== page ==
Drawn in by the resort lifestyle and an opportunity to work with William Cody on Tamarisk Country Club, Wexler planted firm roots in early-1950s Palm Springs. Rustic and simple then, it was a place that struck him as a small, friendly, affordable community, where families pool-hopped and played volleyball and stars walked down Palm Canyon without a care in the world. Wexler found it ideal for raising his three sons and an easy place to meet people and drum up business with his eventual partner, Richard Harrison.
Since 1966, Wexler’s talent has made a bold first impression on visitors flying in to Palm Springs International Airport. Credited with bringing the jet age to the region, Wexler chose soaring glass panels to stand like gentle sentinels across the front of the main terminal.
Photo courtesy of palm springs life archives
Donald Wexler's first impression on the desert was the Palm Springs International Airport.
Known widely as the “Man of Steel,” Wexler secured his superhero nickname from innovative steel-frame designs with prefabricated components. These play out in a number of commercial buildings and a handful of completed homes. The seven steel houses Wexler designed for the Alexander Construction Company in 1961 and 1962 are Palm Springs Class I Historic Sites. Tucked into the Racquet Club Estates neighborhood, they are popular stops on the modernism tours. Tough as nails in a harsh climate, these prized homes epitomize his preference for permanent, inorganic materials.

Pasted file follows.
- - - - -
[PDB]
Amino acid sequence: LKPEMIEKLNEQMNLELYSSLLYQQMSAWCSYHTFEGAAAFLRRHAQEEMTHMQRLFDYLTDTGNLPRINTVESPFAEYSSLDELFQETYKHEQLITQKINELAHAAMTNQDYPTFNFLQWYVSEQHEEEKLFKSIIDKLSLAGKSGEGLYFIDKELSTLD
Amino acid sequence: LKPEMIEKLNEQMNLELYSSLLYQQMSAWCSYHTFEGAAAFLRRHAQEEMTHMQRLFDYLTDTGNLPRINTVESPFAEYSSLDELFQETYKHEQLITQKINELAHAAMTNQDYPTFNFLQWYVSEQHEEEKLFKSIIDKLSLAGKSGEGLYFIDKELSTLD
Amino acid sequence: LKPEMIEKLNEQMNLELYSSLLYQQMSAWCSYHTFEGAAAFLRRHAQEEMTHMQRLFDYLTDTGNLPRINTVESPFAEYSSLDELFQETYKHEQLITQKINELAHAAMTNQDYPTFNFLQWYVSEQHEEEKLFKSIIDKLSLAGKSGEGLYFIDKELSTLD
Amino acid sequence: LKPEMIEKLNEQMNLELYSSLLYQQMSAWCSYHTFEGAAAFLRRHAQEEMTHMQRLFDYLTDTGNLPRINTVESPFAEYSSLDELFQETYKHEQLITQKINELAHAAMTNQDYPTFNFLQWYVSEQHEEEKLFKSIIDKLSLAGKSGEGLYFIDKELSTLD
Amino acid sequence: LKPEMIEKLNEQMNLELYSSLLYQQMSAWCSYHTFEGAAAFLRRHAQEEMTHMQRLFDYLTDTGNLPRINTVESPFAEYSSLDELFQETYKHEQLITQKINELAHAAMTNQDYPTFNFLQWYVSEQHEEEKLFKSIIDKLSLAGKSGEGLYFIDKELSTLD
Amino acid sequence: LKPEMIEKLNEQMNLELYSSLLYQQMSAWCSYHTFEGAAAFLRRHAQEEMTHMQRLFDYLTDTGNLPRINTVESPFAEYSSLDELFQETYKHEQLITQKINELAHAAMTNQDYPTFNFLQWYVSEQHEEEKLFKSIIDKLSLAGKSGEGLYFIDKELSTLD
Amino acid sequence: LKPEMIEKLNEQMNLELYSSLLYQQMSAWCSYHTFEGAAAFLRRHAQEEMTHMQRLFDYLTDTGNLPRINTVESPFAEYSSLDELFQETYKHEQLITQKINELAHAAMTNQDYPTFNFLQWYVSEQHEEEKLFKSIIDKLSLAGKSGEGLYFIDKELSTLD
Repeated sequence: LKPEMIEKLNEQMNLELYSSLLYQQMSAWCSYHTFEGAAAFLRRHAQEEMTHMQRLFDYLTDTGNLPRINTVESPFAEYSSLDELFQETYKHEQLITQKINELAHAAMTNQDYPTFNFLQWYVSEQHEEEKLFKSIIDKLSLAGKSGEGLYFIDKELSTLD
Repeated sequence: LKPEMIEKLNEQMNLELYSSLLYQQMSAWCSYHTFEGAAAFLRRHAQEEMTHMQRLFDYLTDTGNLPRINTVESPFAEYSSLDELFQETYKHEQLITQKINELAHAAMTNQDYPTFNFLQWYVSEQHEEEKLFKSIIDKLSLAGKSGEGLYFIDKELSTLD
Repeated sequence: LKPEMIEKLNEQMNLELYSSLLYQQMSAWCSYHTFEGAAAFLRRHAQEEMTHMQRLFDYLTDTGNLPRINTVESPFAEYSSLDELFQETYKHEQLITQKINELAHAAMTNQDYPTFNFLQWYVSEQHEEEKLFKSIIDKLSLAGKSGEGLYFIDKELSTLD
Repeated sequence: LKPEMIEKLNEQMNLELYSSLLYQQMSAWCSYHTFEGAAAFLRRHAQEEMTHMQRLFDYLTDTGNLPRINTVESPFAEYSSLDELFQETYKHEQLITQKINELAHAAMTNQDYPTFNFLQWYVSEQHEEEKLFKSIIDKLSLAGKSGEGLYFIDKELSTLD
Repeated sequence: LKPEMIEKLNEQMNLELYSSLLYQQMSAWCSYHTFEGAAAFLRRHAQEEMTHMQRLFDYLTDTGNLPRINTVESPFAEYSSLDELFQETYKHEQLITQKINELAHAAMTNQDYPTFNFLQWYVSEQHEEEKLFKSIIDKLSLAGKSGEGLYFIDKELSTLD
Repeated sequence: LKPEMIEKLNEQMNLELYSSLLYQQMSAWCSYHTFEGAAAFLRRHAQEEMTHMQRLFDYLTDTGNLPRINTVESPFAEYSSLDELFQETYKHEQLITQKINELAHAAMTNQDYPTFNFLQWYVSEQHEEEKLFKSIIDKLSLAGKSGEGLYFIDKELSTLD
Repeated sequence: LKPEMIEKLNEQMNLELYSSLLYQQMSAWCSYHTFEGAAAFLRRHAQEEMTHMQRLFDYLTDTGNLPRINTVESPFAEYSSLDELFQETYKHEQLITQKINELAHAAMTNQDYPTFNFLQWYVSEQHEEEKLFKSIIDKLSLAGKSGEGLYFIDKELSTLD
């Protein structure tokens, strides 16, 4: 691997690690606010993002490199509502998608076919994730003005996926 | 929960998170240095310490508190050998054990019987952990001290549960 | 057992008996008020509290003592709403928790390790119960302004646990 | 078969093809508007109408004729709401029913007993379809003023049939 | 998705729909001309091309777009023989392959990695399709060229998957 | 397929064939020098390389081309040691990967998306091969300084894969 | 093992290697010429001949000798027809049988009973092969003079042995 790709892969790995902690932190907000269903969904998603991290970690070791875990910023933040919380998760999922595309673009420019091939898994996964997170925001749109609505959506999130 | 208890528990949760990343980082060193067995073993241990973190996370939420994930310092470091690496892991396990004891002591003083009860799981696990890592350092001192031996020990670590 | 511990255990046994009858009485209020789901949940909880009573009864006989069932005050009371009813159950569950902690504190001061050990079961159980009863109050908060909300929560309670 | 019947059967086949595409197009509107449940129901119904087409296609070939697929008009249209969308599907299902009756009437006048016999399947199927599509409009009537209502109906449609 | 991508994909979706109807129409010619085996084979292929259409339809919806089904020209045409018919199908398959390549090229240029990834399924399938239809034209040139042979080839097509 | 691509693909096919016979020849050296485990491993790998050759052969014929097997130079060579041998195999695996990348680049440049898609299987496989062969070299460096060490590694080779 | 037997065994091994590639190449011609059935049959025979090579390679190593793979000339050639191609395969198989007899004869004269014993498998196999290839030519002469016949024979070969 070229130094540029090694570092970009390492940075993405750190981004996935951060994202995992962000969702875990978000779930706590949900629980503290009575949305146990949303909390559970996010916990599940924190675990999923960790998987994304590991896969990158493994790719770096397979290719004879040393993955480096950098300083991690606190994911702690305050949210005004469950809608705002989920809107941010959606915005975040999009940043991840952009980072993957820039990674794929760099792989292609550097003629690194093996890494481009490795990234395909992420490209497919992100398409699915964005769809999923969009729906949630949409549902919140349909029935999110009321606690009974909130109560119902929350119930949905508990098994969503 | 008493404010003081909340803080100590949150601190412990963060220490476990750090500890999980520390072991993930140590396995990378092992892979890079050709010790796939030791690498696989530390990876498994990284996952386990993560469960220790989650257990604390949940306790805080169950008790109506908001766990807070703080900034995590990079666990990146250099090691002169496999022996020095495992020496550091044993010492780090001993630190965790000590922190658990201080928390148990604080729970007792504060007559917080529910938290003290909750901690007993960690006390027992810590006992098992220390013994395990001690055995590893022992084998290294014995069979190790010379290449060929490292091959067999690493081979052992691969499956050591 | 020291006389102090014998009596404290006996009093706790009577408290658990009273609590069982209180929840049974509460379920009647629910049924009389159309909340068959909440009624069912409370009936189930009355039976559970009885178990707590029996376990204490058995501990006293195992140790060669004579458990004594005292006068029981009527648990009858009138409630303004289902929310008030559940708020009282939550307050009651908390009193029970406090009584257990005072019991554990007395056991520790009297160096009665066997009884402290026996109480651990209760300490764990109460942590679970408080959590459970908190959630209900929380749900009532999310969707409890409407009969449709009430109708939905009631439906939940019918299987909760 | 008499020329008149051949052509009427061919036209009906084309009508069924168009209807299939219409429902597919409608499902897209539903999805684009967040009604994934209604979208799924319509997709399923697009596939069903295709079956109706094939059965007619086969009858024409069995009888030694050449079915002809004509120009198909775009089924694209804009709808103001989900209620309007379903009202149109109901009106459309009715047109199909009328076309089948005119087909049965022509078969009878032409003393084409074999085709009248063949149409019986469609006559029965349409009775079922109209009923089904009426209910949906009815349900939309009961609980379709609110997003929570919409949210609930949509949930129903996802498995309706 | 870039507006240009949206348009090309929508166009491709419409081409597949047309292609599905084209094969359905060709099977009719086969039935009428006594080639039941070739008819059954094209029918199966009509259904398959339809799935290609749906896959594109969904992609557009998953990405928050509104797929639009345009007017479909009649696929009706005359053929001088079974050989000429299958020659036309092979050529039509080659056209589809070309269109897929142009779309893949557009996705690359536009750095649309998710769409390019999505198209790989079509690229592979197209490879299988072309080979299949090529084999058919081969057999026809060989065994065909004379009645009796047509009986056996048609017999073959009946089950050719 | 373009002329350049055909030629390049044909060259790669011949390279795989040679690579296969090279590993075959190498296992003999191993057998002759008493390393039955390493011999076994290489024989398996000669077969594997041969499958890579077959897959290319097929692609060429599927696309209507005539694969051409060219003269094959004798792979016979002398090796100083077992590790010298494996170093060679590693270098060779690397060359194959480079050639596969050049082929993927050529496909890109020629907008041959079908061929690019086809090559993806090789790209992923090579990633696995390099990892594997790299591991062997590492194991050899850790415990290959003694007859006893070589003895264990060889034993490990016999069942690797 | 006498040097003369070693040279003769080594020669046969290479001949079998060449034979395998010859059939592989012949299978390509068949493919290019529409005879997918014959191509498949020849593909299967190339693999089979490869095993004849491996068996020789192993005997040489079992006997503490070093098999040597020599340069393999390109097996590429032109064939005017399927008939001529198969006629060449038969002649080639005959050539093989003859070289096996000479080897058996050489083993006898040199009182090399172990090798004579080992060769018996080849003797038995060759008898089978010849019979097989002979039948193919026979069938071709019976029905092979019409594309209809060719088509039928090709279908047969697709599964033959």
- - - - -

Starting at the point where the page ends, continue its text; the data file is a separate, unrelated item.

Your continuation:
As an exclamation point to his work of the ’60s, Wexler teamed up on a final steel house in 2001. The Sanders/Krizman Residence by WWCOT/Wexler stands as a modern testament to the timeless attraction of steel, conceived 55 years after Wexler’s own former Palm Springs family home, which happens to sit next door.
“If the price of steel hadn’t increased, you would probably see thousands of steel houses instead of the few half dozen he was able to build,” said Peter Moruzzi, an architectural historian and founder of the Palm Springs Modern Committee, in the 2009 documentary film Journeyman Architect: The Life and Work of Donald Wexler. “Don really understood what was unique about the desert and designed for it. And that is a lesson that architects are learning today and will continue to learn from.”
Photo courtesy of palm springs life archives